Nursery and Child Hospital

The Nursery for the Children of Poor Women opened in 1854 on St. Mark's Place, specifically to care for the children of wet-nurses and of parents who worked away from home during the day. Originally, its purpose was to aid "worthy" working women, and proof of marriage and good character of the mother were required for admission of her children. Rates charged were a percentage of the mother's income, and any child not picked up at the end of the day was sent to the city's Alms House.

The focus of the institution shifted quickly from day care to medical care of neglected and abandoned infants and poor pregnant women, and the name was changed to Nursery and Child's Hospital in 1857. After a short stay in temporary quarters on Sixth Avenue, the hospital moved to its permanent location at 51st Street and Lexington Avenue in 1859, where pediatric and lying-in facilities were provided. A country branch for children on Staten Island was also maintained from 1870 to 1880.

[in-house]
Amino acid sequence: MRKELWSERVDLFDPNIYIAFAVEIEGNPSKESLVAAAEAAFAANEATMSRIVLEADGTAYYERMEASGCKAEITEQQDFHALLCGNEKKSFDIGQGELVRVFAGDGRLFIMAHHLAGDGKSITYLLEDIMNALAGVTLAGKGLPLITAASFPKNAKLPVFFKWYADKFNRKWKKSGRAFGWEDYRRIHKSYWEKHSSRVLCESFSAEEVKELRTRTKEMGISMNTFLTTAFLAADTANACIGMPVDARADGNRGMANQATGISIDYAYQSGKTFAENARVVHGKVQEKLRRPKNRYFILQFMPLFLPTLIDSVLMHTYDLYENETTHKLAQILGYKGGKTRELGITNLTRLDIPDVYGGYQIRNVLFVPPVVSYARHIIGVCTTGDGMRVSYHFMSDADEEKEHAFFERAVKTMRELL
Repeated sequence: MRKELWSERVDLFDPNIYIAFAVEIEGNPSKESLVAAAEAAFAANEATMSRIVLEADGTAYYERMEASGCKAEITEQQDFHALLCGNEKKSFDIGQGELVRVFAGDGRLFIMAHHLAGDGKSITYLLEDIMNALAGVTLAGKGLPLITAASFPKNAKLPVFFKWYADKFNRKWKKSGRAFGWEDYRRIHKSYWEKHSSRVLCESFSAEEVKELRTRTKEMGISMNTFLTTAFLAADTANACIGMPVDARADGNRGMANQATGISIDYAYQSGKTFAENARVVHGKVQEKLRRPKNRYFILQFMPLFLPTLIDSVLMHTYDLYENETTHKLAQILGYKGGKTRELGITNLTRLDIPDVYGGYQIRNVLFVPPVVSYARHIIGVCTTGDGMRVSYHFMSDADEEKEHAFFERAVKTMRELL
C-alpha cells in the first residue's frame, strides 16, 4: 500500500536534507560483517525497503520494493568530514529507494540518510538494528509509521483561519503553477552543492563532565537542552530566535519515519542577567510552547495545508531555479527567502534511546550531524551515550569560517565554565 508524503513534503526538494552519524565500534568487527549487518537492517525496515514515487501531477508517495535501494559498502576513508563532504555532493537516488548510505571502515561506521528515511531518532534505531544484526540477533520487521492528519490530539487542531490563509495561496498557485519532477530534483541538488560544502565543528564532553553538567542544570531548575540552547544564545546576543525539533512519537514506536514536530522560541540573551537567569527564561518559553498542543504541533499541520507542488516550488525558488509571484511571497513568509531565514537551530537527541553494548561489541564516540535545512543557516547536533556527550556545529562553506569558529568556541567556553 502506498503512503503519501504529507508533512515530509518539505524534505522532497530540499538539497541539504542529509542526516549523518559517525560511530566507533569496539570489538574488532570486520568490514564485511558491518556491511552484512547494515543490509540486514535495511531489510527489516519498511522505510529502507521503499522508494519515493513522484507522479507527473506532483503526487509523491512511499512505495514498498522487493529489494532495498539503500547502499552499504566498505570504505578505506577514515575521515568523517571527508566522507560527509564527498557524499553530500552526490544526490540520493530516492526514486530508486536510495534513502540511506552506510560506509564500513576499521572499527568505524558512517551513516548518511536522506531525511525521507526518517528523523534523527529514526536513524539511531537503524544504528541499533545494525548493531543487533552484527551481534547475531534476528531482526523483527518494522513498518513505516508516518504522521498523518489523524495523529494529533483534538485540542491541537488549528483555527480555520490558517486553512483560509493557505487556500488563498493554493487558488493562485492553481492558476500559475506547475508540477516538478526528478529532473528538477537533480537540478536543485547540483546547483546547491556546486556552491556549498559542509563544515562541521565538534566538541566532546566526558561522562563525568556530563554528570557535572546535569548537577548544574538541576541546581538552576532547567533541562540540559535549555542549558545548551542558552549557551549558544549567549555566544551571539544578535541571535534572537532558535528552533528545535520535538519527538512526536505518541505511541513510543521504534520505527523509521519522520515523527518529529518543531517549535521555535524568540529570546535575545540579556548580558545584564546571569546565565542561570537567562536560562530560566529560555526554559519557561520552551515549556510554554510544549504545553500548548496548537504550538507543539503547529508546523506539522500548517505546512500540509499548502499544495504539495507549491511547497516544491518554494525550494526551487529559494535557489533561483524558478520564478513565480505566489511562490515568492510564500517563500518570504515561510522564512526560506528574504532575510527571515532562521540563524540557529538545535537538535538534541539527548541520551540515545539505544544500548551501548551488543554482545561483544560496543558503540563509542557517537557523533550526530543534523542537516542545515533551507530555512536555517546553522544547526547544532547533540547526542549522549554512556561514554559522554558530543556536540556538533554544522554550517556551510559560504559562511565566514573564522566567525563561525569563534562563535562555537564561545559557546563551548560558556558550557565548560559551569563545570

The Nursery and Child's Hospital was known for hosting gala charity balls and benefits to raise funds. The archival records of the hospital include scrapbooks of clippings and memorabilia from these events.

The Nursery and Child's Hospital merged with the New York Infant Asylum in 1910, to form the New York Nursery and Child's Hospital, an institution that became part of the New York Hospital-Cornell Medical Center in 1934. That center is now known as the NewYork-Presbyterian Hospital/Weill Cornell Medical Center.


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